Are you wondering if this is the right time to sell your property in Brazil given the recent economic and political troubles in the country? The Brazilian government has been under a lot of pressure to correct the impression that there is no transparency in the country.
The government has been working hard to cut down corrupt practices in the economy as well as in the real estate sector, where a web of secretive companies operate and indulge in speculative investments.
Brazil is learning how to deal with this issue from the British government. There was a big problem in London in the early 2000s, when a number of prime London real estate was bought by offshore shell companies that did not pay tax in the UK. This led to accusations of money laundering, and other criminal activities.
The British government was able to bring such practices to a stop in recent years. Their Brazilian counterparts are looking up to them for advice on how to tackle this problem before it becomes any more serious. After all the Petrobras corruption scandal has already cost ex-President Dilma Rouseff her job. The current government in power in Brazil is very concerned that there might be another corruption scandal blowing in the winds.
Do you have a property for sale in Brazil? You would no doubt be worried about the fact that Brazil ranks very high in the Transparency International rankings for the world’s most corrupt countries. Corruption and lack of transparency is a real problem in Brazil’s real estate market.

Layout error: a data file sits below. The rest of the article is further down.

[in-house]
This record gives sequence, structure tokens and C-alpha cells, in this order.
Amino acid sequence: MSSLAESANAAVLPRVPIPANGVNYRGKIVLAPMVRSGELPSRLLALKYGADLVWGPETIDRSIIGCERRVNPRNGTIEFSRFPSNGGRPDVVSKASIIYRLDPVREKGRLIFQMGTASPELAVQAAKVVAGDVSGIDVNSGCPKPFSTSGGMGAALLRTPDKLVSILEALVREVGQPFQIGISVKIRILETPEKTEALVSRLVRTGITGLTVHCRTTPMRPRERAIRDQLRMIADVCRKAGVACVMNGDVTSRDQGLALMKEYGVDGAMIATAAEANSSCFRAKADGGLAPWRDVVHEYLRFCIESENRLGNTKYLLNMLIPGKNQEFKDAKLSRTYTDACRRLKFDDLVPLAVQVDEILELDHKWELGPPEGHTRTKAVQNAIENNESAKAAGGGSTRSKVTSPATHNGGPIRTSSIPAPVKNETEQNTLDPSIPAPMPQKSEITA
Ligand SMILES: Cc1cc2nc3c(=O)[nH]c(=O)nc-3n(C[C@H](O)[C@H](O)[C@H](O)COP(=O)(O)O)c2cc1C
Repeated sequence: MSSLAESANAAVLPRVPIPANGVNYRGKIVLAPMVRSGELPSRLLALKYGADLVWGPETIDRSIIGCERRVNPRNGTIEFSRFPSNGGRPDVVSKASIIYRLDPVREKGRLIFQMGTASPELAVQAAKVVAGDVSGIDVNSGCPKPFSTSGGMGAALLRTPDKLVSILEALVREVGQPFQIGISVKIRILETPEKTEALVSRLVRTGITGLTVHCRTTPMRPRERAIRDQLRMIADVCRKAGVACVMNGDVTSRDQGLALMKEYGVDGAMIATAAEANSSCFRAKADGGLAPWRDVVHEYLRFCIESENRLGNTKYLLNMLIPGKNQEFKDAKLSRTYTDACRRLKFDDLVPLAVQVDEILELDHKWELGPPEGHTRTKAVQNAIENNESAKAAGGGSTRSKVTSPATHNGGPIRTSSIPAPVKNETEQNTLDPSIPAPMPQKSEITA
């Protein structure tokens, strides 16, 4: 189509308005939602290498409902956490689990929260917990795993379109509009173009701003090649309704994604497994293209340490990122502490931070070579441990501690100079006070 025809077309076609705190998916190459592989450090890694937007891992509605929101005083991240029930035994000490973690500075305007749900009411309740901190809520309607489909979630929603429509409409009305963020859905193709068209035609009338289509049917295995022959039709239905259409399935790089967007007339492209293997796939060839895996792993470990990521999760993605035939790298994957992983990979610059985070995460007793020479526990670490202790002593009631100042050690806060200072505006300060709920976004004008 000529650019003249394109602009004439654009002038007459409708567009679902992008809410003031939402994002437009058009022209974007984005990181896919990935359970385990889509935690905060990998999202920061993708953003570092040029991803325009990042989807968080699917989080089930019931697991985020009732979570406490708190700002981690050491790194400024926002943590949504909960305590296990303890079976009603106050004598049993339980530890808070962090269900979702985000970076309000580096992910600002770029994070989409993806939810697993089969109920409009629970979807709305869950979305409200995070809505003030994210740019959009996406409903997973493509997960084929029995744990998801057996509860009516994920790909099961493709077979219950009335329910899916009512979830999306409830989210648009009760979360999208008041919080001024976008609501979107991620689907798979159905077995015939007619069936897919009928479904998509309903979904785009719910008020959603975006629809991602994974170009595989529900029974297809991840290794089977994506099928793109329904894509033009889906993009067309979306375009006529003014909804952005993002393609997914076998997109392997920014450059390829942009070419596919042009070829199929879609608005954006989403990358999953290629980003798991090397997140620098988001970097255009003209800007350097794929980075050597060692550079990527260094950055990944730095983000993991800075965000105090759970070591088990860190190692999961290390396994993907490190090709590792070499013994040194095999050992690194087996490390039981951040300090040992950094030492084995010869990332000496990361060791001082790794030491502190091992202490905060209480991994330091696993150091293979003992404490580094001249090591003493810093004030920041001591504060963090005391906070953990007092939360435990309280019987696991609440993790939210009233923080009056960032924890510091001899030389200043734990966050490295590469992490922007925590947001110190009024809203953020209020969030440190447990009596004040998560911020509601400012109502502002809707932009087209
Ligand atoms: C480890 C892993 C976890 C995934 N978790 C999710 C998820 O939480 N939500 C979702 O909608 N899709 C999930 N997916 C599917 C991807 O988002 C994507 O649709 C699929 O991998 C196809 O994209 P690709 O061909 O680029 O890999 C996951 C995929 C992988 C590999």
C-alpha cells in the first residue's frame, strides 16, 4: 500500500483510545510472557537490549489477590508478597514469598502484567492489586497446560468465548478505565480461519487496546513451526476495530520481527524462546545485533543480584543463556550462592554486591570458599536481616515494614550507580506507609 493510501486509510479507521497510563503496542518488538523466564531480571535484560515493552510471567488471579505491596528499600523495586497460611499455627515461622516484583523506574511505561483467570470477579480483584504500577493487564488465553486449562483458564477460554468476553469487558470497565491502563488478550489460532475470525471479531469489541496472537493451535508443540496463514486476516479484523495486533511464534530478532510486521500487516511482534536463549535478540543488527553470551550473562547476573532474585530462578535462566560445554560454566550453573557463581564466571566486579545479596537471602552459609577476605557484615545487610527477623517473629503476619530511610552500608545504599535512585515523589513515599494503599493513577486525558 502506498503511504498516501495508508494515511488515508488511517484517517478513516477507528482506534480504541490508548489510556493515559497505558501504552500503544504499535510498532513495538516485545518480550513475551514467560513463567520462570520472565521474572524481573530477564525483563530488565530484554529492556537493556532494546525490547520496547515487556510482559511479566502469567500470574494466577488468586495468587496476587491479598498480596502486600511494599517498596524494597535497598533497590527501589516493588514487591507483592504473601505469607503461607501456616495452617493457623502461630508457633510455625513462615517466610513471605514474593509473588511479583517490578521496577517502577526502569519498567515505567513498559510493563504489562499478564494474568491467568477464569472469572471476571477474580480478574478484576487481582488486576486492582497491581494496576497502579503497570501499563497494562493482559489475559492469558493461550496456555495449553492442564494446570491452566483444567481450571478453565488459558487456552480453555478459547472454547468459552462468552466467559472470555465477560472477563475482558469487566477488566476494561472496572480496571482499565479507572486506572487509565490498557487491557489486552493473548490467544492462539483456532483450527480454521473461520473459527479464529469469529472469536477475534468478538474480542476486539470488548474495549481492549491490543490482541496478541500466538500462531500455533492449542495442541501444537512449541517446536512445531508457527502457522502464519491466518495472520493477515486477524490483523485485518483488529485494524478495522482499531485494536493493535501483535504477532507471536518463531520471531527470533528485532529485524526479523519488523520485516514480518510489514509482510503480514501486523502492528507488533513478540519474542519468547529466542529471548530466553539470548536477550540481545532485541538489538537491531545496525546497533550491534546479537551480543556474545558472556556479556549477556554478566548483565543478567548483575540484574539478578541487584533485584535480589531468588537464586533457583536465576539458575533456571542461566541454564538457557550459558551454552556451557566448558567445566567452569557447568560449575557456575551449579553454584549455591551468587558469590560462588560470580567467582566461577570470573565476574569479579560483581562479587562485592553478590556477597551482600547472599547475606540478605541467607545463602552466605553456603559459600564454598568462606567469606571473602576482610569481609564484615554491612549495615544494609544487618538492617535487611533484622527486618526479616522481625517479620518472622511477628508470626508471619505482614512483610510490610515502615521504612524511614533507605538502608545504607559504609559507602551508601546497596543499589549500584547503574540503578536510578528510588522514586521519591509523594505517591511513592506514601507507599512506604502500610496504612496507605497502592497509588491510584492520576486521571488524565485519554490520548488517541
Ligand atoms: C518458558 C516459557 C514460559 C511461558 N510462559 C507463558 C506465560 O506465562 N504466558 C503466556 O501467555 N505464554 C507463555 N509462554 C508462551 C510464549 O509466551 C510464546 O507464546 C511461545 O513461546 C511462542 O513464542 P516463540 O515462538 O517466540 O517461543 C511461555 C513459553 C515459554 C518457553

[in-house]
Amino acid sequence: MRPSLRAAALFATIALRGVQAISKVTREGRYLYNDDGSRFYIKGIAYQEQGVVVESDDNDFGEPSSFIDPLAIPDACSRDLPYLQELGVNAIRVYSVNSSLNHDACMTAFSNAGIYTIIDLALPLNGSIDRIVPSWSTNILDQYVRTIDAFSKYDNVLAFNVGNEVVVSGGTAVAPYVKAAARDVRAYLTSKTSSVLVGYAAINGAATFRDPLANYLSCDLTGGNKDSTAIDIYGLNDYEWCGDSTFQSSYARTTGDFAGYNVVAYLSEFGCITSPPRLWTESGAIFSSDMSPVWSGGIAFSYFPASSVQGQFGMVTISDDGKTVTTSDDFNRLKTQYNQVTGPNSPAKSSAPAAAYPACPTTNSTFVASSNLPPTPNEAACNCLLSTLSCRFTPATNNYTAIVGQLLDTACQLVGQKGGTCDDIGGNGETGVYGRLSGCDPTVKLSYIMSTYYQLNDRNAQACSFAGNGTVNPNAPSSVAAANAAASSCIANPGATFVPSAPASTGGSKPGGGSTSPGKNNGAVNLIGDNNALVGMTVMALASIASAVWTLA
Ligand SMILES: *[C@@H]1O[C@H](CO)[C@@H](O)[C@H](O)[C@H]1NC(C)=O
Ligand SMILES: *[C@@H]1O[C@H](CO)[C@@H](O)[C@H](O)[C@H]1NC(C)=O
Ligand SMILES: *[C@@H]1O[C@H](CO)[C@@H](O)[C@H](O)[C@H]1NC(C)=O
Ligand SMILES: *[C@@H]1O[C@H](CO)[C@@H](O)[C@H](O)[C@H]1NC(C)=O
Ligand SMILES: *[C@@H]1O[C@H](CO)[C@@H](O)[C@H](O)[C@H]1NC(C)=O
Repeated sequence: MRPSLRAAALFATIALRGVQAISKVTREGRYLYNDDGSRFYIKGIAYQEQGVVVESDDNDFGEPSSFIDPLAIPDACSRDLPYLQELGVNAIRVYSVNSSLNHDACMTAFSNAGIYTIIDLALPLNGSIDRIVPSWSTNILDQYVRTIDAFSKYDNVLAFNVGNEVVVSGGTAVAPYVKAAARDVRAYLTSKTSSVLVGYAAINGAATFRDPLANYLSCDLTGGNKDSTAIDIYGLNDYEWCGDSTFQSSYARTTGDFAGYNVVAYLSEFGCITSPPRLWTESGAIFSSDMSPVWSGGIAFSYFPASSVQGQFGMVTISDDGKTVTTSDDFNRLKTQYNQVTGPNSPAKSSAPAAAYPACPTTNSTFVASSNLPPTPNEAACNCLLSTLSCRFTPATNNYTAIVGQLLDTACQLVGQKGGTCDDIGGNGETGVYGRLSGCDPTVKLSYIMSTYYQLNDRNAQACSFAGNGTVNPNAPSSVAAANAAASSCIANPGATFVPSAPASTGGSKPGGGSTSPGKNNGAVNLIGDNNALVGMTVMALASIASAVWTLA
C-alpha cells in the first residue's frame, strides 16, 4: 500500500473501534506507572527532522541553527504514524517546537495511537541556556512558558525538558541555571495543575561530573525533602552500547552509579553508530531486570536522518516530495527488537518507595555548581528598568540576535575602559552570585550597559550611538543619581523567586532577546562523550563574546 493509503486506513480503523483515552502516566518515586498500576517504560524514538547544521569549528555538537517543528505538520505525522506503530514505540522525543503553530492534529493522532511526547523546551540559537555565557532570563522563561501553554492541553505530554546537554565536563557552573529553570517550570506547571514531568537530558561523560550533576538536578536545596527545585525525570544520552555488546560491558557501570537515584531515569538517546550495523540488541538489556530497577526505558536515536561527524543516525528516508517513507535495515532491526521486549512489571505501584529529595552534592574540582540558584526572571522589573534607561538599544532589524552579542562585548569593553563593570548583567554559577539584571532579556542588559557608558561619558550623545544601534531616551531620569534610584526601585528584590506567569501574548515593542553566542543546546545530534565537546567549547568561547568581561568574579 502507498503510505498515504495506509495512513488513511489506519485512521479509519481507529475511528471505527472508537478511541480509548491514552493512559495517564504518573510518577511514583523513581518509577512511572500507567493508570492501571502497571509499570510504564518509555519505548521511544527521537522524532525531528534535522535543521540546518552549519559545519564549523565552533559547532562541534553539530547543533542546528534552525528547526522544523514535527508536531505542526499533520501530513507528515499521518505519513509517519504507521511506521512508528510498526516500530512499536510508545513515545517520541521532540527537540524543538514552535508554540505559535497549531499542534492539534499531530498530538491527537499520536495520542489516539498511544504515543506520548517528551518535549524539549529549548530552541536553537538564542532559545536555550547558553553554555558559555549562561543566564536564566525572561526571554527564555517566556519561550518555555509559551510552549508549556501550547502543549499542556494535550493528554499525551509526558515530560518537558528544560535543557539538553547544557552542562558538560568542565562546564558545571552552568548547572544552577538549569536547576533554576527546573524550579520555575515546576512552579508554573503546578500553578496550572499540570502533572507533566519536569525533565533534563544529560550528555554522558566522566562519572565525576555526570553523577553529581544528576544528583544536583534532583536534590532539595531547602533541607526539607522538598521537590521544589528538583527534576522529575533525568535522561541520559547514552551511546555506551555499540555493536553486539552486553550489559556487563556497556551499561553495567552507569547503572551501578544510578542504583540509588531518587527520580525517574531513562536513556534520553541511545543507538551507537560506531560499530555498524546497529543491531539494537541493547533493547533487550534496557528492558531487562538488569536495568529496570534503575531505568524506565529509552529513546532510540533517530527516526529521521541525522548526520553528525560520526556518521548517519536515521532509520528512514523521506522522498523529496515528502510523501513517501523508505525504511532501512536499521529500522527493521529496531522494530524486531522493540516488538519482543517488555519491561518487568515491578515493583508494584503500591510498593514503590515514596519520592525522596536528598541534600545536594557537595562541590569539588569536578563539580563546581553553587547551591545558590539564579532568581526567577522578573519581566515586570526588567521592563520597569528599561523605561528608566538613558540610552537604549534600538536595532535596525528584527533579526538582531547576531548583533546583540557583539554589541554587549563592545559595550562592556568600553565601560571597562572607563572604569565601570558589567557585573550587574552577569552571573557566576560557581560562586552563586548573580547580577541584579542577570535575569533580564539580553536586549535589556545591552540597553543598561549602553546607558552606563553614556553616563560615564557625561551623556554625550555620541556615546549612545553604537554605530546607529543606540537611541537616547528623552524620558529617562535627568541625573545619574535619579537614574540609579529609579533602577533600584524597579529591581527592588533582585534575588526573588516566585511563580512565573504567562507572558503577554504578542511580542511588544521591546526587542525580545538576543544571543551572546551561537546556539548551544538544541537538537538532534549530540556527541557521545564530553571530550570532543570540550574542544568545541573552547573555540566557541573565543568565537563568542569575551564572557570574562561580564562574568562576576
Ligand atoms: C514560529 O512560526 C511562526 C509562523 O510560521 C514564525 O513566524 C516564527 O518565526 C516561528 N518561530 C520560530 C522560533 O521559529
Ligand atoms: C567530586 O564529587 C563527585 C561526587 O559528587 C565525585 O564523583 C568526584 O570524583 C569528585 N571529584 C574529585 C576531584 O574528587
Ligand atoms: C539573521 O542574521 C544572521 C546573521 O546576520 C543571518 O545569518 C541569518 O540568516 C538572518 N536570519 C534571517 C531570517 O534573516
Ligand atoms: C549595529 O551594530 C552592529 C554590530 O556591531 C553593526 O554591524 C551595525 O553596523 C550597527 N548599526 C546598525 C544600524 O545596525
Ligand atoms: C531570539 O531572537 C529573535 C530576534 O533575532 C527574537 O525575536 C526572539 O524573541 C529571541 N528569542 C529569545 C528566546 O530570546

Consider the fact that an estimated $2.7 billion worth of real estate in São Paulo is owned by highly secretive offshore companies. Over 3400 properties are controlled by just 236 companies, most of which are based in tax havens such as Panama, Macau and the British Virgin Islands.
These countries have a reputation for money-laundering. It is considered illegal for companies based in these tax havens to buy property in Brazil. This is not to say that just because a property is held by an offshore company there is something wrong with it. The problem arises when these companies are secretive about their ownership and lack any measure of transparency.
Real estate is after all the favoured investment vehicle for money launderers. It is very hard to identify the owners of offshore companies generally, as the Panama Papers scandal in which a number of leading politicians, businessmen and celebrities were implicated shows so well.
In Brazil there is a growing cry for transparency in all areas of business and politics. This includes real estate. If you are looking to buy property in Brazil, you will be tempted to bribe the low level bureaucrats to speed up the process; as it takes a long time for the ownership of the property to be transferred because of all the regulations. But you are best advised to desist from such temptations, as that can work against you in the long run.